New Drug May Help Slow Progression of Type 1 Diabetes

Posted in Diabetes Research News

A major challenge with type 1 diabetes is that not only does the body lose its ability to produce insulin, the immune system also produces antibodies against the proteins in these insulin-producing beta cells. However, researchers at Linköping University in Sweden have made an exciting discovery that may prove beneficial to some individuals with type 1 diabetes.

downloadThey have created a drug based on the GAD65 protein found in the insulin-producing beta cells. This new drug, called GAD-alum, is injected directly into the lymph nodes in the groin and may help the immune system become more tolerant of the body’s GAD proteins. The patients testing the GAD-alum were also given Vitamin D supplements to reduce the inflammatory response of the immune system.

The initial study was very small – just six patients – but researchers want to expand testing to more patients and follow them for longer periods of time. The six who participated were all between the ages of 20 and 22 and had been diagnosed with type 1 diabetes within six months prior to the study.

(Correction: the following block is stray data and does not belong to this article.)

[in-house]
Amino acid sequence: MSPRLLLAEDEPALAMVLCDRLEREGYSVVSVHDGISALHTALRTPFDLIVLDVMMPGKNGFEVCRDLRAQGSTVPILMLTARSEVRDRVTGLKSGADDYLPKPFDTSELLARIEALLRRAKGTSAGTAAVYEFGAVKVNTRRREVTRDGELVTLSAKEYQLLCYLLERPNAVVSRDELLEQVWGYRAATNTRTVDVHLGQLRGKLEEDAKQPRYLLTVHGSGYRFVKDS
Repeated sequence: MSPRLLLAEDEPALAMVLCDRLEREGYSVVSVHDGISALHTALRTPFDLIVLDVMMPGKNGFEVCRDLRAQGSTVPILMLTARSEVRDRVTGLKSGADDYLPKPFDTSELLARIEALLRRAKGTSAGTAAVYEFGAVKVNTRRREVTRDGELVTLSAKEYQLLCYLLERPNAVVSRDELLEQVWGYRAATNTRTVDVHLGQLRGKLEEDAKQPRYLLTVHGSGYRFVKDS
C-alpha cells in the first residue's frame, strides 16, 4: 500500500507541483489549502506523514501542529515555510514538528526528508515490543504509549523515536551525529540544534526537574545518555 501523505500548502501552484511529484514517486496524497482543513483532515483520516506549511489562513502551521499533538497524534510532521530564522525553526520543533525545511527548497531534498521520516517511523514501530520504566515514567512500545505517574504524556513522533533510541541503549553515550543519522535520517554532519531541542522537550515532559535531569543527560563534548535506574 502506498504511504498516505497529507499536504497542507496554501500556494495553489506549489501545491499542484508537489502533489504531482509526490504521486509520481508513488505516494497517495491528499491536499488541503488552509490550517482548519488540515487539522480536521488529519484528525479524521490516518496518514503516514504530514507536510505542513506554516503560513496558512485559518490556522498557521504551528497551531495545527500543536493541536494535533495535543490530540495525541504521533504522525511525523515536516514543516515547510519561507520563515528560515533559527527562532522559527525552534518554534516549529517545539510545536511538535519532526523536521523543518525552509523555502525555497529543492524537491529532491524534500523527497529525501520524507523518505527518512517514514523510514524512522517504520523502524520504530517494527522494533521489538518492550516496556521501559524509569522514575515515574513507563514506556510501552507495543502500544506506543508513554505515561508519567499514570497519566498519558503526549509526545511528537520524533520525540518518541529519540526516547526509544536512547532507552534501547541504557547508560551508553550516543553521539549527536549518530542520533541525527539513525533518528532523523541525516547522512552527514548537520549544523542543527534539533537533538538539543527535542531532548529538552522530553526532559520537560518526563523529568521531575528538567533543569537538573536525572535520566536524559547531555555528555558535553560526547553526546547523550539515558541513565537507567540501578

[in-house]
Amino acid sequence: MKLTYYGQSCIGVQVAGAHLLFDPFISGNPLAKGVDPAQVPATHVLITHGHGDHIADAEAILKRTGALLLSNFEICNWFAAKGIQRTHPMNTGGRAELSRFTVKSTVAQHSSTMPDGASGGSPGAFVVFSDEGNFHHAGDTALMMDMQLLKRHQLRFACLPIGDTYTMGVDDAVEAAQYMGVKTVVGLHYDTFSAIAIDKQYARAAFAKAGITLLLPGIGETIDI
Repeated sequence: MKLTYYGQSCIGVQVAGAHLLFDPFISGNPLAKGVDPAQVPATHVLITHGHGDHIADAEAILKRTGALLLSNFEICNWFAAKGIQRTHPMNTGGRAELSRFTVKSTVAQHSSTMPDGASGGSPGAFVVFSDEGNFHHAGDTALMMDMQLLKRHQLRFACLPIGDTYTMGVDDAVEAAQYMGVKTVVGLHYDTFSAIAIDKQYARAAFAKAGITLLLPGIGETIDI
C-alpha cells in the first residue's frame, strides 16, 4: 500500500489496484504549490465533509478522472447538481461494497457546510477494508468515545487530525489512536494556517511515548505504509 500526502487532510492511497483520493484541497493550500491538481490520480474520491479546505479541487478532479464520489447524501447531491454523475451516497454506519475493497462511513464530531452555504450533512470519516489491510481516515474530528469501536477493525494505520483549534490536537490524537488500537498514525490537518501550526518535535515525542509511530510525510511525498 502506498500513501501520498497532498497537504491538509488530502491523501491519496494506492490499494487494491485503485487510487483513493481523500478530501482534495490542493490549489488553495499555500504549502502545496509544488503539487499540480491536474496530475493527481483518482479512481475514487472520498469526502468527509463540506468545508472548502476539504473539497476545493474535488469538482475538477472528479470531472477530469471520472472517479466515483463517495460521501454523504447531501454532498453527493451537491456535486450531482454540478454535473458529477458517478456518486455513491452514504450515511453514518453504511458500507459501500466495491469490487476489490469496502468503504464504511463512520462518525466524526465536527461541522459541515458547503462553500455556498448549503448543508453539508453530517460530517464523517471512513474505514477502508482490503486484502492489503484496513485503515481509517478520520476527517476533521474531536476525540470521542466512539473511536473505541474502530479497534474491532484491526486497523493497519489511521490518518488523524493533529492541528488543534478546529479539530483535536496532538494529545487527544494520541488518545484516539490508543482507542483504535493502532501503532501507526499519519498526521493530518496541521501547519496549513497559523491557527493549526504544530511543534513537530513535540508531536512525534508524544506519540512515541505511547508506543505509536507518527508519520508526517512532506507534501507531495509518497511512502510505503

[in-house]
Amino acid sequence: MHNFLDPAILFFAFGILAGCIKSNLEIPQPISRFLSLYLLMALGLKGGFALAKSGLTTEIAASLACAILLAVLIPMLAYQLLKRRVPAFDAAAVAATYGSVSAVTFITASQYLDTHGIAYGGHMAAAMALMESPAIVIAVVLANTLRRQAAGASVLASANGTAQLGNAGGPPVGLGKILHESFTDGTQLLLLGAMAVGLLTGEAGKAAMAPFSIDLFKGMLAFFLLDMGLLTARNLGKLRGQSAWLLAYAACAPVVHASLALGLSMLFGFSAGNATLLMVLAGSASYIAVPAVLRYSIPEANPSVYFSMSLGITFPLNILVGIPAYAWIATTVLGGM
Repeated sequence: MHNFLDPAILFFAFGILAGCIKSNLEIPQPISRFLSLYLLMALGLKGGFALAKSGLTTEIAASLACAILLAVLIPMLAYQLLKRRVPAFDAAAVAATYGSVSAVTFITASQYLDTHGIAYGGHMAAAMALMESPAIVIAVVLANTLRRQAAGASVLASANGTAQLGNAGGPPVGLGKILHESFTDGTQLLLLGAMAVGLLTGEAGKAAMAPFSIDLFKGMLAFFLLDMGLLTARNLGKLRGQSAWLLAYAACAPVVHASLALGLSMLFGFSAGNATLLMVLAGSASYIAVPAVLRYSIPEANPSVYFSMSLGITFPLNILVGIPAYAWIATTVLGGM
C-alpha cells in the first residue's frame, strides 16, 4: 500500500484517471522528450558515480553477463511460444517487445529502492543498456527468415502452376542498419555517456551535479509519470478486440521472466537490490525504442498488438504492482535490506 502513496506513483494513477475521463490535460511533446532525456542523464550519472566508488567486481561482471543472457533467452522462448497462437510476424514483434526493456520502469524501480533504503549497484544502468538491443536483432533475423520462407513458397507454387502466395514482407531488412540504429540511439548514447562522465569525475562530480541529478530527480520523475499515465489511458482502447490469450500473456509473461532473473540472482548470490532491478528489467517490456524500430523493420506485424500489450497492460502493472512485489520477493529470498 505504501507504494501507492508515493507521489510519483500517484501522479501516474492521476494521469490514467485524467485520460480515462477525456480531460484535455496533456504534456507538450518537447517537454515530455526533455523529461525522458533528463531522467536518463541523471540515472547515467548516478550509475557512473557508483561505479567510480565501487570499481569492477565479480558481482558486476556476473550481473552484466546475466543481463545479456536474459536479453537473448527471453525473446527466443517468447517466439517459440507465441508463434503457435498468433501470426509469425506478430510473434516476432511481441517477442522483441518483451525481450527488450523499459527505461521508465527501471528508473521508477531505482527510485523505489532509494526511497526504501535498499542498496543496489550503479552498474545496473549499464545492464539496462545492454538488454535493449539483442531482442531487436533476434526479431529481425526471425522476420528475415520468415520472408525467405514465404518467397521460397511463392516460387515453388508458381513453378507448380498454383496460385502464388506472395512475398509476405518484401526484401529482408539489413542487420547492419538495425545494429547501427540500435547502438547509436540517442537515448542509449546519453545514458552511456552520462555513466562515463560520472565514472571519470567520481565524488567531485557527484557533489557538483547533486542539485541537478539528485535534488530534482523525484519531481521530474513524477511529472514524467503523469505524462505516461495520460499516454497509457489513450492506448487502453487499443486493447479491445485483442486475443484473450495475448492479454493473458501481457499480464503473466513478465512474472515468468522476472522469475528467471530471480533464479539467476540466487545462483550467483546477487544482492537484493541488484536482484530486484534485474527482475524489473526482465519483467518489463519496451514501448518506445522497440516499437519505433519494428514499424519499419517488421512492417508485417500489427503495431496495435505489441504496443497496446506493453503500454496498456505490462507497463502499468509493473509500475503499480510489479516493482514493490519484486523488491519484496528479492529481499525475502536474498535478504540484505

Johnny Ludvigsson, principal investigator of the study and a professor at Linköping University, was very excited about the results noting, “The results for these six patients are very promising. Type 1 diabetes usually progresses gradually as the patient loses the ability to produce insulin, but this has not happened in these patients. We must follow them for a longer period and we must include more patients before we can say anything about the effectiveness of the treatment, but the results so far are extremely exciting.”

All of the patients were followed for at least six months, and four were followed for more than 15 months. The results showed that their natural insulin production remained at stable levels and there was a decreased need for extra insulin injections. This could be very promising for the future of type 1 diabetes treatment, at least for some patients.

“If these results are confirmed when we test more patients, it would be an extremely important advance,” says Ludvigsson. “The way in which type 1 diabetes progresses differs between individuals for many reasons, and this means that it is not necessary to find a treatment that has excellent effects for everyone. Even if it helps only half of patients, this would be a major step forward.”

It is these types of small, innovative research studies that pave the way for more comprehensive studies and trials. The Diabetes Research Connection is committed to generating funding for early-career scientists with exciting ideas for the prevention, treatment, and cure of type 1 diabetes. Learn more about proposed studies and donate to support their progress online at Diabetes Research Connection.